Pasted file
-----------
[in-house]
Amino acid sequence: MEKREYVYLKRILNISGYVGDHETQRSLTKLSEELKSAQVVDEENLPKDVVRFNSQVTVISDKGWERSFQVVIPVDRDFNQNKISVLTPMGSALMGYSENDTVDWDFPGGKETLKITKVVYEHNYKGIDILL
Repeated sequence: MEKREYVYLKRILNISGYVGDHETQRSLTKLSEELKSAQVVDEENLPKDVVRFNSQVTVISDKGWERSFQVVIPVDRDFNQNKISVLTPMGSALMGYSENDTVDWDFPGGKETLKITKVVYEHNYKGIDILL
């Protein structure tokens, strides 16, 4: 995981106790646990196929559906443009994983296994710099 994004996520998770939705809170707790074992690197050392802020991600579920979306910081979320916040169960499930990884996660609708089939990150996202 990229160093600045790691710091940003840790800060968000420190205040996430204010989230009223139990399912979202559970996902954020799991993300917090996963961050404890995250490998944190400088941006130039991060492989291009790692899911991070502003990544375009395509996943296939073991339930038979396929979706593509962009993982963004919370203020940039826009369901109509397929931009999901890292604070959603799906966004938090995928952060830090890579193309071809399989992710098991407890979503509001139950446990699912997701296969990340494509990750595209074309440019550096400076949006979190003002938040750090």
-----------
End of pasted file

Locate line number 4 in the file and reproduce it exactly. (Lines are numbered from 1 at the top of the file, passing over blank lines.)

């Protein structure tokens, strides 16, 4: 995981106790646990196929559906443009994983296994710099 994004996520998770939705809170707790074992690197050392802020991600579920979306910081979320916040169960499930990884996660609708089939990150996202 990229160093600045790691710091940003840790800060968000420190205040996430204010989230009223139990399912979202559970996902954020799991993300917090996963961050404890995250490998944190400088941006130039991060492989291009790692899911991070502003990544375009395509996943296939073991339930038979396929979706593509962009993982963004919370203020940039826009369901109509397929931009999901890292604070959603799906966004938090995928952060830090890579193309071809399989992710098991407890979503509001139950446990699912997701296969990340494509990750595209074309440019550096400076949006979190003002938040750090």